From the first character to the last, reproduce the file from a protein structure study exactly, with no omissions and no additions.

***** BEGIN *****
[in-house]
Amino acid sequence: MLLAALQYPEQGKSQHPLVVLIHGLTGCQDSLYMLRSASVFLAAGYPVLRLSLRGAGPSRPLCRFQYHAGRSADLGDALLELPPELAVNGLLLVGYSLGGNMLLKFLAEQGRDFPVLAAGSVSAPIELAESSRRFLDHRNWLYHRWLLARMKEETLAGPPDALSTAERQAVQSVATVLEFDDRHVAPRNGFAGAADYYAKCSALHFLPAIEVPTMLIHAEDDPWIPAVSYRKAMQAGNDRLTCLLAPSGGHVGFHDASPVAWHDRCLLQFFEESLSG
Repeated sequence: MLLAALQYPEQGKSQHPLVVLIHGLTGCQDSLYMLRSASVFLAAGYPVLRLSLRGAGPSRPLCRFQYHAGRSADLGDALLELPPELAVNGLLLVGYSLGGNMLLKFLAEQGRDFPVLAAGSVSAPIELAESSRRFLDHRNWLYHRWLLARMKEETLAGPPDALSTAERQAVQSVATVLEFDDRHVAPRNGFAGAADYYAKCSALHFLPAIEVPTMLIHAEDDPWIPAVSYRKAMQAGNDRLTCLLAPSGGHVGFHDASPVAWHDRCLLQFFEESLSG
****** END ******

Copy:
[in-house]
Amino acid sequence: MLLAALQYPEQGKSQHPLVVLIHGLTGCQDSLYMLRSASVFLAAGYPVLRLSLRGAGPSRPLCRFQYHAGRSADLGDALLELPPELAVNGLLLVGYSLGGNMLLKFLAEQGRDFPVLAAGSVSAPIELAESSRRFLDHRNWLYHRWLLARMKEETLAGPPDALSTAERQAVQSVATVLEFDDRHVAPRNGFAGAADYYAKCSALHFLPAIEVPTMLIHAEDDPWIPAVSYRKAMQAGNDRLTCLLAPSGGHVGFHDASPVAWHDRCLLQFFEESLSG
Repeated sequence: MLLAALQYPEQGKSQHPLVVLIHGLTGCQDSLYMLRSASVFLAAGYPVLRLSLRGAGPSRPLCRFQYHAGRSADLGDALLELPPELAVNGLLLVGYSLGGNMLLKFLAEQGRDFPVLAAGSVSAPIELAESSRRFLDHRNWLYHRWLLARMKEETLAGPPDALSTAERQAVQSVATVLEFDDRHVAPRNGFAGAADYYAKCSALHFLPAIEVPTMLIHAEDDPWIPAVSYRKAMQAGNDRLTCLLAPSGGHVGFHDASPVAWHDRCLLQFFEESLSG